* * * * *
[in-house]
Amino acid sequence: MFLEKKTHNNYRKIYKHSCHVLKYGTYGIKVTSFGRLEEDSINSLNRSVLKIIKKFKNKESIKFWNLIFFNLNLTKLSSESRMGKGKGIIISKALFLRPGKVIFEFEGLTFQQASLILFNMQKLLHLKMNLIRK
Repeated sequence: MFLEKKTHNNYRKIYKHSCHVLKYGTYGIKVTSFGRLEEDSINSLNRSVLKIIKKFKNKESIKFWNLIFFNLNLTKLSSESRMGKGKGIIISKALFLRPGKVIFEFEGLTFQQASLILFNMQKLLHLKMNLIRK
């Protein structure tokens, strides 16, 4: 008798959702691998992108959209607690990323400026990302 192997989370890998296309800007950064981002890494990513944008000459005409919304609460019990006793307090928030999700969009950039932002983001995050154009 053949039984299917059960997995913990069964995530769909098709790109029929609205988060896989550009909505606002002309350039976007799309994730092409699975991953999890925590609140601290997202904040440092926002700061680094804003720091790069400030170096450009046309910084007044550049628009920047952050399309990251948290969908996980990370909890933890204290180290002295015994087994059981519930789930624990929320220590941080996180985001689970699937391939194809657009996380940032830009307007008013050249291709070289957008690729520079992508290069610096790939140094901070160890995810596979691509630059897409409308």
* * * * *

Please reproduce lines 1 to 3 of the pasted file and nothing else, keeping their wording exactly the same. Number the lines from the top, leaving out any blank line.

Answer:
[in-house]
Amino acid sequence: MFLEKKTHNNYRKIYKHSCHVLKYGTYGIKVTSFGRLEEDSINSLNRSVLKIIKKFKNKESIKFWNLIFFNLNLTKLSSESRMGKGKGIIISKALFLRPGKVIFEFEGLTFQQASLILFNMQKLLHLKMNLIRK
Repeated sequence: MFLEKKTHNNYRKIYKHSCHVLKYGTYGIKVTSFGRLEEDSINSLNRSVLKIIKKFKNKESIKFWNLIFFNLNLTKLSSESRMGKGKGIIISKALFLRPGKVIFEFEGLTFQQASLILFNMQKLLHLKMNLIRK